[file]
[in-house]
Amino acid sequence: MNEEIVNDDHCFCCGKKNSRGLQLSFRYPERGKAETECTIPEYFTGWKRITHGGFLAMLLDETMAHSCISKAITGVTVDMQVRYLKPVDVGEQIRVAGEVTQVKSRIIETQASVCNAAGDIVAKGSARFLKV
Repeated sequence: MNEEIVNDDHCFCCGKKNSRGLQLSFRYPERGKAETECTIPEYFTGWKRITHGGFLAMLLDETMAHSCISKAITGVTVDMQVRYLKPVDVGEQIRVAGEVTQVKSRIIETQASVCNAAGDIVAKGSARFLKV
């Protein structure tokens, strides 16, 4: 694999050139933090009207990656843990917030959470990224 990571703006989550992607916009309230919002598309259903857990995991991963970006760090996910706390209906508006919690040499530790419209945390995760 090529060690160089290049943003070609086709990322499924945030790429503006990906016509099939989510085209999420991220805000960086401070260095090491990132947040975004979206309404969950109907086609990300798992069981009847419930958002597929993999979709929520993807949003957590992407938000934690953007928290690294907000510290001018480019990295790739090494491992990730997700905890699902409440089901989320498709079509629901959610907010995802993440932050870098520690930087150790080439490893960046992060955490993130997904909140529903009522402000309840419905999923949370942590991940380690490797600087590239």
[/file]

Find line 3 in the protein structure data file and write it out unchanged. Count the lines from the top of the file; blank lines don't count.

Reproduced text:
Repeated sequence: MNEEIVNDDHCFCCGKKNSRGLQLSFRYPERGKAETECTIPEYFTGWKRITHGGFLAMLLDETMAHSCISKAITGVTVDMQVRYLKPVDVGEQIRVAGEVTQVKSRIIETQASVCNAAGDIVAKGSARFLKV